Safely celebrating the holidays during a pandemic
Everything this past year has looked different thanks to COVID-19. The holiday season will be no exception.
“Unfortunately, COVID-19 will still have a presence, and we will need to be vigilant during the most festive time of the year,” said Karen Vigil, MD, associate professor of infectious disease at McGovern Medical School at UTHealth. “I would strongly encourage families to think about alternative plans for this year as we continue to deal with the pandemic.”
There are several low-risk activities you can participate in and still celebrate the season. The Centers for Disease Control and Prevention (CDC) deems the following activities as safe ways to help minimize the spread of the virus:
- Preparing a small dinner with only people who reside in your household
- Finding a way to deliver food to family and neighbors that does not involve contact, particularly those at high risk for severe illness from COVID-19
- Utilizing technology and having a virtual dinner party with friends and family
- Shopping online sales instead of in-person on the day after Thanksgiving
- Watching sporting events and movies from home
Get-togethers are not recommended
If you can’t avoid a gathering with people outside of your household, it’s recommended that all participants strictly avoid contact with people outside of their household for 14 days prior to the gathering. Before deciding to do so, you also need to consider the rate of infection in your particular community.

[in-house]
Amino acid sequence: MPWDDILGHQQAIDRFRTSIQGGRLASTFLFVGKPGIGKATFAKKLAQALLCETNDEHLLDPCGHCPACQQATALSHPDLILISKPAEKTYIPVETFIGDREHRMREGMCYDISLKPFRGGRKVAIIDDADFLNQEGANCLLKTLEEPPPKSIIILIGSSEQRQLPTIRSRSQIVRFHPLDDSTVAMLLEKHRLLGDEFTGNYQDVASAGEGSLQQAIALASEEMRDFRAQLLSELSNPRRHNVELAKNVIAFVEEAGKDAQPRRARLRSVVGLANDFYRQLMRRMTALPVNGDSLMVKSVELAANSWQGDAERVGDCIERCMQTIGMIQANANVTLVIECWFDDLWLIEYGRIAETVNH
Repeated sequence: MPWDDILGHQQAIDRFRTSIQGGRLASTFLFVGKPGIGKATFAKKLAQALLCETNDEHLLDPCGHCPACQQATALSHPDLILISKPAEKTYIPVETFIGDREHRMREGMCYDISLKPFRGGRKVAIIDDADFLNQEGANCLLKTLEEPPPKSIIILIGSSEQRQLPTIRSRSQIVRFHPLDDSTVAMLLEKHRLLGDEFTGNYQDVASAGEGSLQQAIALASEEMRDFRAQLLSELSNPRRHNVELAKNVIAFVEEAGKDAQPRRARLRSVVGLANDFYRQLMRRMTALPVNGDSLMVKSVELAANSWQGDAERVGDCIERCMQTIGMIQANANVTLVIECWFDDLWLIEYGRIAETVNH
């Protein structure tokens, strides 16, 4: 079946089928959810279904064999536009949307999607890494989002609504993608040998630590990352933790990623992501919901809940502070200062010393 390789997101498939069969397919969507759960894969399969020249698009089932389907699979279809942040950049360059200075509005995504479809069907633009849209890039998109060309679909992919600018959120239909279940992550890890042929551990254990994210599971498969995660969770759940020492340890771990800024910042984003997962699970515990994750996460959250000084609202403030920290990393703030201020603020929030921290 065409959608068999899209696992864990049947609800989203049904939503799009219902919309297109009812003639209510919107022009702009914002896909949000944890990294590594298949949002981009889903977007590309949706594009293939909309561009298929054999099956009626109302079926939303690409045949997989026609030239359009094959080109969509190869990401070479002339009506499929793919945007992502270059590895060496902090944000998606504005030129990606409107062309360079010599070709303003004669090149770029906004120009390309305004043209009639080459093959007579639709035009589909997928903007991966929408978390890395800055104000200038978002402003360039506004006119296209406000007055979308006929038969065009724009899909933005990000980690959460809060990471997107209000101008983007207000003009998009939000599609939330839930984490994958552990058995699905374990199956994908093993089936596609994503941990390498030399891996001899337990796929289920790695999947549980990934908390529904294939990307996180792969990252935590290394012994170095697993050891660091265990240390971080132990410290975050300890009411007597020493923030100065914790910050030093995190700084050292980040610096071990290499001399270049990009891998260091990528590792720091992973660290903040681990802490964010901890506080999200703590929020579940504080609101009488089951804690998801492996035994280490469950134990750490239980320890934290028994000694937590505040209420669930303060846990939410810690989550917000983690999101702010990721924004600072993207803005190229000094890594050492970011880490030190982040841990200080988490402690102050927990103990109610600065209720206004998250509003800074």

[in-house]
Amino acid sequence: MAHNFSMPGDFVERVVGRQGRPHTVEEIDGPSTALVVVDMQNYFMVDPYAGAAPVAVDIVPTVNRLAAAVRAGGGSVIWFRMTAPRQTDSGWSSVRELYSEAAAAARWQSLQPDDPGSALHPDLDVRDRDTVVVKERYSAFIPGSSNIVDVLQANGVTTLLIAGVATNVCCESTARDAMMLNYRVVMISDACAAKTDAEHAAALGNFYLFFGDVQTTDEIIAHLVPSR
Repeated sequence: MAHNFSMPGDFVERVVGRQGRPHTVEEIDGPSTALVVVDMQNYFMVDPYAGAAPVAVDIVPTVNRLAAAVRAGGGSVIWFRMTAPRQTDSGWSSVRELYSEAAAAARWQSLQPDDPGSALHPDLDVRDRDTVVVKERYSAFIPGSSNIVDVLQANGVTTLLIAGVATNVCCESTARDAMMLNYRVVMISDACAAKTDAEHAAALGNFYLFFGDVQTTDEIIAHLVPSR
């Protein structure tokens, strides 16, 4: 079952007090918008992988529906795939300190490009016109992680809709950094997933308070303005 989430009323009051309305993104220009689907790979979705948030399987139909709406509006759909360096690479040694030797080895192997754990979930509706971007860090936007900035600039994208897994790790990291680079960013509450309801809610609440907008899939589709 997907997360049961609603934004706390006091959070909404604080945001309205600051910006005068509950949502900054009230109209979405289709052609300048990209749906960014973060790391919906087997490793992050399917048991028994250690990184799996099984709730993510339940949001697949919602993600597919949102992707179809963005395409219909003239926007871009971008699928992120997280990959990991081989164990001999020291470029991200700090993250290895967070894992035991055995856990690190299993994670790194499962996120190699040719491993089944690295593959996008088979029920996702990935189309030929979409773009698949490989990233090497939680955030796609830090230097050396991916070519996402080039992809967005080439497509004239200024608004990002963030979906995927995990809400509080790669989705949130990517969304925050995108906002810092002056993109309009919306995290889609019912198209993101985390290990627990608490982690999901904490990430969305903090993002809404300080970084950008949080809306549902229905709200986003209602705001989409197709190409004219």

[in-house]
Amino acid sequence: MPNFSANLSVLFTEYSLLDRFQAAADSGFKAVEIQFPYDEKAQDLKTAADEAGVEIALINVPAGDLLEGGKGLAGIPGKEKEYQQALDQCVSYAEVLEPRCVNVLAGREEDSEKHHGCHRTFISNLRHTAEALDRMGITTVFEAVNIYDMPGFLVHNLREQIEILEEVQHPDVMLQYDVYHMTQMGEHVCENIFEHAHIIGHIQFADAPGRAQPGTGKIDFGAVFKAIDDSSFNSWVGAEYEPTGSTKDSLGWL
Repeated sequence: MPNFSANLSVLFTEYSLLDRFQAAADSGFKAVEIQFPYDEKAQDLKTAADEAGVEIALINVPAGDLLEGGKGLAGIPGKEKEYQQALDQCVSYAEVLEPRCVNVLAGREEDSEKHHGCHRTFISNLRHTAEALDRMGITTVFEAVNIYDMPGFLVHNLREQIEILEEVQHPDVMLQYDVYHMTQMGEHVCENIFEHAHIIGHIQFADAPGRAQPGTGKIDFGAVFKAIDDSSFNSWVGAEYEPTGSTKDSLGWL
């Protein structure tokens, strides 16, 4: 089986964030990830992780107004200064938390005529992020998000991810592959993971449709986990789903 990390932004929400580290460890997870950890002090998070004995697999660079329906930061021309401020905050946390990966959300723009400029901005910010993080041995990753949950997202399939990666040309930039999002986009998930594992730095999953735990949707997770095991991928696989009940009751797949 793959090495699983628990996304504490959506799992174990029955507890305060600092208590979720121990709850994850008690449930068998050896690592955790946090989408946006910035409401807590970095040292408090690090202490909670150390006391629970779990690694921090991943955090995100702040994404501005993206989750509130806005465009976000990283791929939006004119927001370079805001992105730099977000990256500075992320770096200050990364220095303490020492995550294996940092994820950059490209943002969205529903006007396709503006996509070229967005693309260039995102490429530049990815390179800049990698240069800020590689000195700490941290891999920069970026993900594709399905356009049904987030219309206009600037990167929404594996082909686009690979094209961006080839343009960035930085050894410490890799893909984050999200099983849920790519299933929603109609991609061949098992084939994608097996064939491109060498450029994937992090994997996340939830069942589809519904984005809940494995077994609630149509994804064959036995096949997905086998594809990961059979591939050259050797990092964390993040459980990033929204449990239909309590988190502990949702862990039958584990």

Should you decide to move forward, outdoor events are safer than ones held inside because of ventilation and airflow. You should also shorten the length of your gathering, limit the number of people in attendance, consider where participants are coming from, and evaluate their behavior. If participants are not wearing masks or practicing social distancing, they pose a risk to others in attendance.
Stop the spread
If you or anyone you live with is under the weather, you should not plan to host an event or attend an in-person gathering.
“If you or someone in your household has symptoms of COVID-19, you should forgo in-person plans and participate in celebrations virtually,” said Vigil. “Your friends and loved ones will understand and will thank you later for putting your health (and theirs) first.”
If you have been diagnosed with COVID-19, are waiting for results, or at increased risk of severe illness, you should plan on staying home.
Home for the holidays
The CDC says that traveling increases the chance of getting and spreading COVID-19. Staying home is the best way to protect yourself and others. Consider setting aside some time for video chats to catch up with family and friends.
“This year’s holiday season will be tough on many because of all these restrictions. We will miss our family and friends, and many of our traditions,” said Vigil. “But we must remain cautious and keep our guards up to save lives as we continue to deal with this pandemic.”